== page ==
An organization will rarely, if ever, turn away donations, even if they can eyeball the donation and determine that they don’t want or need the item. They are desperately worried about being seen as ungrateful, or turning someone off of donating in general. So they’ll take it with a smile, and you’ll never know that they are silently screaming. And then they’ll do the work that you didn’t bother to do, and sort things into what they actually need, what should go to the dump, and what will make yet another donation trip to the local thrift shop.

Almost every nonprofit or charity will have a wishlist of items they need on a consistent basis or at particular times. If you can’t find one, call the organization and find out. You can also be on the lookout for specific calls for items. Do you have an old bookshelf you know you need to get rid of eventually, but can keep around for a bit? Hold on to it until you see a call for bookshelves from a charity, and hey, you are now fulfilling an exact need! Or contact the charity and let them know that you will have certain items available for a certain amount of time, and they can be on the lookout for clients to match your items with. Maybe they don’t know anyone who needs a bookshelf right now, but if they ask some of their clients it will turn out one of them needs a bookshelf.

2. Why You Should Just Give Them Money

I cannot emphasize enough how helpful cold, hard cash is to charities. It is the lifeblood of a charity, and the most important type of funding is the “no strings attached” donation funding that an organization can use how it sees fit. Most of the grants and programs that help fund charities want to fund specific projects or programs—few are willing to give a grant to an organization just to help it pay staff, or pay rent on its office space, or keep the lights on. Federal funding often can’t cover things that organizations find incredibly useful, like giftcards for clients to do their own shopping at a shelter, or something like that. Donation money is vitally important for general operations funding or for specific discretionary funding.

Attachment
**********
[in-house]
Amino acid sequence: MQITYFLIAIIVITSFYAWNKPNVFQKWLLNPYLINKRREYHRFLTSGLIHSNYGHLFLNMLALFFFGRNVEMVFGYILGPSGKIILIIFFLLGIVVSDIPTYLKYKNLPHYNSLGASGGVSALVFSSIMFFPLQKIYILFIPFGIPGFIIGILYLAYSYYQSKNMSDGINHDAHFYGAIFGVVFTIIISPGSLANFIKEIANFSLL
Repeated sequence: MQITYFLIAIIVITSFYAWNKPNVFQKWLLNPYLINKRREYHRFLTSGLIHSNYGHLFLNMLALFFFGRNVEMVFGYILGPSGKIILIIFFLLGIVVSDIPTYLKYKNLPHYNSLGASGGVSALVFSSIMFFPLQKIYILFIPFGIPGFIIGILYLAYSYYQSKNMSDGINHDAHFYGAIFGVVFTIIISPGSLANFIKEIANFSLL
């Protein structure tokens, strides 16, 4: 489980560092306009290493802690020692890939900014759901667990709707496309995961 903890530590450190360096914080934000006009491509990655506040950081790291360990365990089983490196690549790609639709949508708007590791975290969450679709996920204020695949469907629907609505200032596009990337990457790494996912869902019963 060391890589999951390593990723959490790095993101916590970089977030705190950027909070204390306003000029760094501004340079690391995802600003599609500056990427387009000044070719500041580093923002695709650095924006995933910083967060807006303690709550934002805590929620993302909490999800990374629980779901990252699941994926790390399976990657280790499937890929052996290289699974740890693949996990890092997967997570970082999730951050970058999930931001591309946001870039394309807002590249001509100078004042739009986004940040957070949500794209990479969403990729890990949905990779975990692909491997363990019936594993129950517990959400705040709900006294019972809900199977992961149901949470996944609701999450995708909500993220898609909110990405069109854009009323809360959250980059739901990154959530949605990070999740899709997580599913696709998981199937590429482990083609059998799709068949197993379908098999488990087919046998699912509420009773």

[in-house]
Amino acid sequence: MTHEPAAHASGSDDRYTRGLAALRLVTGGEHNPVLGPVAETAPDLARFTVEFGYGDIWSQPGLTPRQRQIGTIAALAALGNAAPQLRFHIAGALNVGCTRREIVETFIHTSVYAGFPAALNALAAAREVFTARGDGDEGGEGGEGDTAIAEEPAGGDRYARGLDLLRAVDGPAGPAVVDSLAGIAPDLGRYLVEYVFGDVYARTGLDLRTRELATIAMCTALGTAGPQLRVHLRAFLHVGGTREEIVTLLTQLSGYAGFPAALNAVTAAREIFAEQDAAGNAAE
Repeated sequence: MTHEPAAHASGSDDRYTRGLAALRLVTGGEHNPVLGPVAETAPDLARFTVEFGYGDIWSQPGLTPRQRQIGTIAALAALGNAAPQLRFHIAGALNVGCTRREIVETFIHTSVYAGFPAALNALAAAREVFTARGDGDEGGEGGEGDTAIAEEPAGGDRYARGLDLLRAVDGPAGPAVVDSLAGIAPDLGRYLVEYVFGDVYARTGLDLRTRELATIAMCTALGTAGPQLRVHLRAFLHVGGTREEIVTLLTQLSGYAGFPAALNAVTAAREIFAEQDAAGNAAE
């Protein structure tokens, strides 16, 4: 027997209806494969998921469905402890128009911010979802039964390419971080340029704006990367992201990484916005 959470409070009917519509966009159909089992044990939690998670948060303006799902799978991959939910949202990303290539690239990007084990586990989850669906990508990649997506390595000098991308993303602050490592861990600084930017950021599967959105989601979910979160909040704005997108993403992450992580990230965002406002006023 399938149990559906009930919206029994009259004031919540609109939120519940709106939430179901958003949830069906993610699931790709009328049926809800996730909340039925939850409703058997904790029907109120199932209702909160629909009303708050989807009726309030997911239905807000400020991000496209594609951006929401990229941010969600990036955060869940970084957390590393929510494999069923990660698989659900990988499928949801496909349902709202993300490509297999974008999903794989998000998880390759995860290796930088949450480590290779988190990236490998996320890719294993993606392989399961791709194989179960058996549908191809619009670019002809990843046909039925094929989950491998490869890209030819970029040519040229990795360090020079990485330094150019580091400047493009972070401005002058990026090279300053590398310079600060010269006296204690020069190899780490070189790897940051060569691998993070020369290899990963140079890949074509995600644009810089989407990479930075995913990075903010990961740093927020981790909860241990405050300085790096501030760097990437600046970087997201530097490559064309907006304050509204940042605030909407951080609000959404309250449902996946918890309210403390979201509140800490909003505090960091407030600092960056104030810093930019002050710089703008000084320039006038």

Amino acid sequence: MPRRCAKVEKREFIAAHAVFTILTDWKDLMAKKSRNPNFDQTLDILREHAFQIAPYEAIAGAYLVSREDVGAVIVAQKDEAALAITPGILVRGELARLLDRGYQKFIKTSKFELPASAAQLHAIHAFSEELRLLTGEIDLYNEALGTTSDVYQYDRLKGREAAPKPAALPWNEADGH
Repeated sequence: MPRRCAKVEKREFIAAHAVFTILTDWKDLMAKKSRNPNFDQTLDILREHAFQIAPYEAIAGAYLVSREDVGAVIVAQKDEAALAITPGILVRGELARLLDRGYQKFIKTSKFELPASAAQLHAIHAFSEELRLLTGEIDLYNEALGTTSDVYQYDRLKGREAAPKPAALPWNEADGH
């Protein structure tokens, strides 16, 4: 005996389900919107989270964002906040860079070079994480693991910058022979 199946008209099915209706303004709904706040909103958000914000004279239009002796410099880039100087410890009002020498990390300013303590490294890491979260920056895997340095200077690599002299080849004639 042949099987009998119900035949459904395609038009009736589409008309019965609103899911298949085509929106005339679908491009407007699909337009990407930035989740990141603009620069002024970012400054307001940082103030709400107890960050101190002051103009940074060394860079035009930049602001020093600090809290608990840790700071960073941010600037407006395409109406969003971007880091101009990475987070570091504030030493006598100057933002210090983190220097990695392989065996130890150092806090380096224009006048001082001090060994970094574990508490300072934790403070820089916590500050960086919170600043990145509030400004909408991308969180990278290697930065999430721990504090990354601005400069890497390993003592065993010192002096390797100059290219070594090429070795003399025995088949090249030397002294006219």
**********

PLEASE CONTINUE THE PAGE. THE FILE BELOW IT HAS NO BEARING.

3. Why You Should Give Them Your Time and Attention

Not everything you give to a charity has to be material. Equally important to specific items or money are time and attention. While in an ideal world all work would be paid work, the truth is that in Whatever Hellish Stage of Capitalism This Is, a lot of important work is only going to be done if people are willing to volunteer to do it. If you are willing and able to do so, offer to volunteer for a local organization. Know going in that this isn’t necessarily going to be glamorous or fun work—not everyone gets to have that super photogenic moment of putting a house together or dealing one-on-one with clients. A lot of the time, it’s going to be sorting the above-mentioned donations, or folding newsletters, or answering phones, or even just doing actual housekeeping. The “grunt work” of volunteering is incredibly important. And if you can’t volunteer, give your attention—attend or publicize fundraisers, share social media messages, talk about the charity in letters to the editor or discussions with elected officials—there are a lot of ways you can give the organization some love.

Giving to charities and nonprofits is a fantastic thing, and I certainly don’t want to discourage it. But when you are donating, make sure that you are thinking of the organization more than you are thinking of yourself.

Signed: Feminist Fury

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Featured image is of a scrabble tile holder with letters spelling “charity.” It was taken by Flickr user airpix and released under a CC-BY-2.0 license.

Having Tough Conversations


As part of “Elle’s-Magical-Mystery-Continuing-Education-Because-Good-Activism-Requires-Constant-Learning-Tour” (what, rich people’s horses don’t get all the fun ridiculous names) I’m trying to read texts that I have heard of/are famous/are often cited in certain arguments but that I have never personally read. Because I’d rather know what I’m talking about before I spout off about someone else’s idea (which is honestly a remarkably rare attitude when it comes to online arguments). So cued up on my Kindle reader I have Why Are All the Black Kids Sitting Together in the Cafeteria by Beverly Daniel Tatum, Manufacturing Consent: The Political Economy of the Mass Media by Edward S Herman and Noam Chomsky, and Sister Outsider by Audre Lorde. And currently I’m reading The God Delusion by Richard Dawkins. And it’s been… kinda weird.